We are an international group of doctors, paramedics, and scientists who travel into the field to treat snakebite patients, establish clinics, train local providers, conduct clinical research, and implement public health education initiatives at all levels to save lives and limbs.
The mission of the Asclepius Snakebite Foundation is to reverse the cycle of tragic snakebite outcomes through a combination of innovative research, clinical medicine, and education-based public health initiatives. Ultimately, our goal is to create a snakebite chain of survival that reinforces positive actions and reduces the preventable death and disability that results from this neglected tropical disease. We strive to make a lasting impact, to leave things better than we found them, and to effect real change.
Our model is to employ a multidisciplinary, multi-pronged approach that addresses the issue of snakebite envenoming at all levels, from villages to hospitals to government ministries and global health organizations. Each team works simultaneously and synergistically with the other teams on a given project. Everything we do is conducted alongside local partners to ensure that they are given the training, tools, and capabilities to become leaders in snakebite treatment for their communities and help them to develop and implement a chain of survival that reinforces positive outcomes.
1. Establish snakebite centers and treat patients to break the vicious cycle of poor outcomes
We travel into the field to treat snakebite patients, bringing donations of high quality antivenom and critical medical supplies and establishing snakebite centers with local partners in areas with the highest burden of snakebites and the fewest amount of resources to address them. We live and work alongside local healthcare providers, teaching them how to assess, diagnose, and treat these patients and providing them with the tools and medicines needed to do so. Finally, we help develop these initial snakebite centers into snakebite centers of excellence that can serve as the regional referral center for serious envenomations, conduct their own community outreach, and provide training to physicians and nurses from around the country in how to better manage these complex patients. These snakebite centers become the central hub of a snakebite chain of survival that engages all levels of the population to save the life of a snakebite patient when an envenomation has occurred.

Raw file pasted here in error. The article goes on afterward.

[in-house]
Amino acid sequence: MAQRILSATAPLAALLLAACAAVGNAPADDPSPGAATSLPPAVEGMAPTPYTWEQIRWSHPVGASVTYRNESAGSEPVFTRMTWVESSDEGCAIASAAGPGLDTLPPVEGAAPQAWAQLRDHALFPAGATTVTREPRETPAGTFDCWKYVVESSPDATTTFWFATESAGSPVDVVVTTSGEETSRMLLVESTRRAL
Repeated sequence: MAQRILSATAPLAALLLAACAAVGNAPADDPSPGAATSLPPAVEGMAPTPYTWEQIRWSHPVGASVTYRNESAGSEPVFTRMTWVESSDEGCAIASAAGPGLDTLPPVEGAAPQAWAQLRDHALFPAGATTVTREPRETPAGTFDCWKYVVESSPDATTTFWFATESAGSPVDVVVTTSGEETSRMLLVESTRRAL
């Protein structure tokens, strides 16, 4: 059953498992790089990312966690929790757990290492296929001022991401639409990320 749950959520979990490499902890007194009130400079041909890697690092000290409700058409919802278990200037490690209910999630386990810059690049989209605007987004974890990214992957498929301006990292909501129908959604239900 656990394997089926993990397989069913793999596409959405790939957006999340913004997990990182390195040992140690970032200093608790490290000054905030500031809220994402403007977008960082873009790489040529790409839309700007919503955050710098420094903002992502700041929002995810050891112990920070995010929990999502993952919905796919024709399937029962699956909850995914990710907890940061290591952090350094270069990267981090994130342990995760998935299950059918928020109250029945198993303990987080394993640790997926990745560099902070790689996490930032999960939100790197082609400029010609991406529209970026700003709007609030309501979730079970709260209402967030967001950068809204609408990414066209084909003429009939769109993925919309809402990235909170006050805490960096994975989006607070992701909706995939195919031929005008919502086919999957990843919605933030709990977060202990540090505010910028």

2. Conduct innovative, multidisciplinary research to identify and implement novel solutions
We conduct clinical research into new antivenoms and develop innovative new techniques to enhance the assessment, diagnosis, treatment, and extended care of snakebite patients in the rural areas where 95% of cases occur. We conduct herpetological surveys, capturing the venomous snakes in a given area and then studying their venoms through cutting edge proteomics and biochemistry techniques to identify gaps in existing treatments and gain a better understanding of the correlation between venoms and the syndromes of envenomation they produce. We conduct research in the fields of sociology and psychology, traveling out to remote villages to survey the population about attitudes towards snakes, incidence of snakebites, and healthcare seeking behaviors in the aftermath of such an event. We use these findings to find ways to engage the population in addressing this problem that fit within their beliefs. We give out shoes and flashlights and train villagers in basic snakebite first aid, then study these simple public health interventions to determine the impact they can have towards reducing the overall number of envenomations. Finally, we look for strategies that enable us to engage the witchdoctors and other traditional healers to become part of the solution, rather than ostracizing them and pushing them and their patients further underground and away from the antivenom treatment they need to survive a serious snakebite.
3. Engage with the population in education-based public health initiatives
We train motorcycle taxi drivers in basic snakebite first aid and incentivize them to transport snakebite patients from remote villages to snakebite centers, reducing the delay between the envenomation and the antivenom treatment. We conduct risk assessments in areas with a high incidence of envenomations and advise those living in the area about vector control strategies they can employ to reduce the risk of encountering a snake, such as moving burn pits and scrap piles away from their houses and keeping a circle around each house that is free of debris. We work to develop basic snakebite EMS responders who can travel to villages to assess and stabilize patients for the trip back to the snakebite center. We work at the policy level to develop larger strategies with public health organizations and governments. Finally, we work to engage international stakeholders at all levels with the goal of raising the profile of snakebite and generating funding to support our efforts to address it.
In short, the Asclepius Snakebite Foundation is working on a wide range of multidisciplinary endeavors at all levels to address the complex burden of snakebite in the developing world, and we need your help.
The Asclepius Snakebite Foundation in Action
TEDx Talk by Jordan Benjamin
Take a look at this TEDx talk by our founder for more information about the complex challenge of snakebite in sub-Saharan Africa and how we are working to raise the profile of this issue and develop new strategies to save lives in the field.